Election board receives last ballots

Calloway County Clerk Antonia Faulkner, second from right, records a mail-in ballot Monday morning while Calloway County Board of Elections members Sheriff Sam Steger, far left, Melisa Stark, second from left, and Bill Cowan, far right, also examine mail-in ballots inside the Calloway County Courthouse in Murray.

MURRAY — The hard work for Calloway County election officials is over.

Now, only the revealing of the results for the county’s part of the Kentucky primary election remains, and that is expected to come this morning. Calloway County Clerk Antonia Faulkner originally had planned on releasing those results Monday, but because there is a race on the ballot that involves an adjoining county, and it was learned Monday that the results of that county would not be known until about the same time today, the decision was made to release those at the same time.

That race is for Kentucky’s 42nd Judicial Circuit Family Court Judge, where three candidates are battling for two spots available of the November general election. Murray’s Stephanie Perlow was appointed to that position earlier this year and is running against Marshall attorneys Ryan Yates and Catherine Fuller.

However, there also was another aspect involved, Faulkner said.

“We just want to make sure we get this right,” she said. “I’d hate to put a number out there (Monday afternoon or evening) and have to go back and change it later. We always put pen and paper to it with a computer printout, then we have another printout to make sure those match, and this one is going to take a little bit longer than just hitting the print button on the computer.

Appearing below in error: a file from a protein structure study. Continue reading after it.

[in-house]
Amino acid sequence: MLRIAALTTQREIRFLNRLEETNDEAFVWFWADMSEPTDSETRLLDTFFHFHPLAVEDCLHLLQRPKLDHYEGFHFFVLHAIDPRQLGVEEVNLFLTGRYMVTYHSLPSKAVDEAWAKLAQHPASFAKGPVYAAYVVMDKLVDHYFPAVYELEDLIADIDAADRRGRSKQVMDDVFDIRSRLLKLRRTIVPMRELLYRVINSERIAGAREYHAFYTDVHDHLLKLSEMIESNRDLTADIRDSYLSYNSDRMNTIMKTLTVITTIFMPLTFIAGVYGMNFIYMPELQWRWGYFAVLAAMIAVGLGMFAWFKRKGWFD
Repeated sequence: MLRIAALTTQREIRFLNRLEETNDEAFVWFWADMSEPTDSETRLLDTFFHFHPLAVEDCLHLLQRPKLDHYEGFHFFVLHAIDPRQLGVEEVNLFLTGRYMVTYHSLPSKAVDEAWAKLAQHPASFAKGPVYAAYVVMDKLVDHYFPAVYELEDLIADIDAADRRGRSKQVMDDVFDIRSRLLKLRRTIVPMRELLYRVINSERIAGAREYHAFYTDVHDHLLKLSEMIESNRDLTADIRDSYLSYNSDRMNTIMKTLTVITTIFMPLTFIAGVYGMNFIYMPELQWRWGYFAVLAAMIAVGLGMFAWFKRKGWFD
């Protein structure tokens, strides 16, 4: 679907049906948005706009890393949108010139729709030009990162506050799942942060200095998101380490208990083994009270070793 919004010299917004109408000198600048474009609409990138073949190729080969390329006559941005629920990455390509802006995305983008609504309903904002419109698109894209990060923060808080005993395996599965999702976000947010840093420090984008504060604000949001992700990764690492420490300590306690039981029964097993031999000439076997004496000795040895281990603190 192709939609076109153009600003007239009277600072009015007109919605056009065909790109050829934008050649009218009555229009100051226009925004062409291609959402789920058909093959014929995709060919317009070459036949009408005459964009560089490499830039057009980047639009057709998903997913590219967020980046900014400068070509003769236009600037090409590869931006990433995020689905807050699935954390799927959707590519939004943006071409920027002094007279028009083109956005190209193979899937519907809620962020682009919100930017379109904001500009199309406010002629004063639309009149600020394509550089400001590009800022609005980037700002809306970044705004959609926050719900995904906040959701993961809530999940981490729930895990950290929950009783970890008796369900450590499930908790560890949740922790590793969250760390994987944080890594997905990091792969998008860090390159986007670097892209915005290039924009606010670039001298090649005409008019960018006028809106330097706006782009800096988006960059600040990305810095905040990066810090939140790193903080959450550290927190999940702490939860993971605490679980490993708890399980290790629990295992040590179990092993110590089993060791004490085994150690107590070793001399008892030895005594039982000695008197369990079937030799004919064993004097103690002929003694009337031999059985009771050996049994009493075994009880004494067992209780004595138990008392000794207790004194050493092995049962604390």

“Just from numbers I’ve seen from media across the state, there are couple of these races that are really close and we want to make sure we get all of those numbers exact the first time, and probably even double check after that. We want to get all of those right so that if there is a recanvass (where voting machine tapes are reviewed), there are no doubts. When that campaign comes in, they’re going to know we’re on the number.”

One such race is for the Democratic Party nomination for Kentucky United States Senator, where former Marines fighter pilot Amy McGrath of Georgetown and current Kentucky 43rd District state Rep. Charles Booker of Louisville have emerged as the main candidates of a race that involves nine candidates. So far, the only results made public in Calloway County were those from last Tuesday’s voting at the CFSB Center on the Murray State University campus, which had Booker holding a lead of about 60 votes.

An indication of how important this race is to Democrats has been seen during the periodic meetings of the Calloway County Board of Elections Counting Committee, which was formed for this election, as was the case in every other county. Faulkner said representatives from the Booker and McGrath campaigns have been present for most of those meetings, and they were again Monday morning when the final ballots that will be counted in the Calloway portion of the primary were tallied at the Calloway County Courthouse.